Childcare Costs Reach A 10 Year High!

Jan 24 • Featured, Uncategorized • 796 Views • Comments Off on Childcare Costs Reach A 10 Year High!

Having children is a costly game and new research out today shows that it’s never been more expensive to raise a child. The annual Cost of a Child Report shows that  bringing a child up to age 21 is at a ten year high of £222,000 (£73,000 less if you’re not going down the path of private education); 58% more than ten years ago. This is set to reach £350,000 by 2023 if costs continue to increase at the same rate.

According to the report it’s childcare that’s crippling most families as costs have risen from £39,613 a year in 2003 to £63,738 in 2013 a rise of 60.9%, which spells disaster for many families who can’t afford not to work, and can’t afford their childcare bills.

A lady on Twitter recently harangued me for complaining about childcare costs saying I was demonising people who work in childcare. My point isn’t that childcare professionals charge too much (in most cases they don’t) but that flexible working in the UK isn’t very flexible for most parents meaning the cost of childcare stacks up over a month when you have to work normal hours.

One area of the report that’s also interesting is that families don’t want to let their children go without the latest tech and entertainment, which costs £27,439 from birth to 21; an average of £1307 per year. I don’t know how true that statistic is, but certainly amongst the families I know kids don’t get everything they want (especially tech) if money is tight. And as for holidays going up 43.3% in 10 years, plenty of families don’t even take a holiday due to the huge cost of flying anywhere these days.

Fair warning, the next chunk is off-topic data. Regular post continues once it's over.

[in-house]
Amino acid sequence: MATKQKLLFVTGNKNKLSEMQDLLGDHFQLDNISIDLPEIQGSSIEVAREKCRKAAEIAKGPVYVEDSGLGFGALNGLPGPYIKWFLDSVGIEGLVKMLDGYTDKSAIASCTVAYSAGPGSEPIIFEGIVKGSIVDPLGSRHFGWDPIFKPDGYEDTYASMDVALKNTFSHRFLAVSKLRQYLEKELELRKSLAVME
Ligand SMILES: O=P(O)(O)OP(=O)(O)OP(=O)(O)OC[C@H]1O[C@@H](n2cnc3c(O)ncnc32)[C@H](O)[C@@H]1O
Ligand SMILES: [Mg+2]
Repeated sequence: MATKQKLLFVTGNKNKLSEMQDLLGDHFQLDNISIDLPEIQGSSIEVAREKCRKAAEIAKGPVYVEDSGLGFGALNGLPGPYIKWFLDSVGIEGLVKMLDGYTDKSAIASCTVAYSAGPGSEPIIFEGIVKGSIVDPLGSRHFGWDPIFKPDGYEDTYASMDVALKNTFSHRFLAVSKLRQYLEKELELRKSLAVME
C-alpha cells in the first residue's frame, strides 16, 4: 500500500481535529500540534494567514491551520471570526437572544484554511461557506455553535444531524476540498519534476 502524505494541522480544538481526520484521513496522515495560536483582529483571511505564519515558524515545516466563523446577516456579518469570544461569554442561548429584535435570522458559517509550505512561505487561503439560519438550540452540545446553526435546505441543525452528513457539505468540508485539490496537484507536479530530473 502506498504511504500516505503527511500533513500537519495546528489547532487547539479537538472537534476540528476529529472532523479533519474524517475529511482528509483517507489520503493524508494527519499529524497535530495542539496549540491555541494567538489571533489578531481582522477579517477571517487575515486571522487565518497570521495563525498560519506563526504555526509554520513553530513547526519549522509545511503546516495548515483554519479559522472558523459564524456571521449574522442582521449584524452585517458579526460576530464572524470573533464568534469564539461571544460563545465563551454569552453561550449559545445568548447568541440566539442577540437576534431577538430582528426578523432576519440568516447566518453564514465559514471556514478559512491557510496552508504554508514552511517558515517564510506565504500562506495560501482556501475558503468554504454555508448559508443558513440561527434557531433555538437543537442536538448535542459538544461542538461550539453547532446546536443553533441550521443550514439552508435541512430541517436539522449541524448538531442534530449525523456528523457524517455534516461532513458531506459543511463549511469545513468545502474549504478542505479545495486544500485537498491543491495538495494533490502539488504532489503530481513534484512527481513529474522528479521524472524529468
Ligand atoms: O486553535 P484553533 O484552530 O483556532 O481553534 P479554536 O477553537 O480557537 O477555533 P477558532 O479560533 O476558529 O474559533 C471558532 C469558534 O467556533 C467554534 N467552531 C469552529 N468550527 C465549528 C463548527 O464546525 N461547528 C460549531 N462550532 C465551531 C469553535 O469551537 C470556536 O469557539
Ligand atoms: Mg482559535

It makes for a depressing read, but at the same time I think most families are more sensible than these figures make out. I can’t see budget conscious parents upping the pocket money rate and buying their kids everything so they don’t go without. Most are smart shoppers who budget, look for the best ways to save money and generally just get on with it despite alarming figures like these.

But what do you think? Are you worse off this year than 10 years ago? Let us know.

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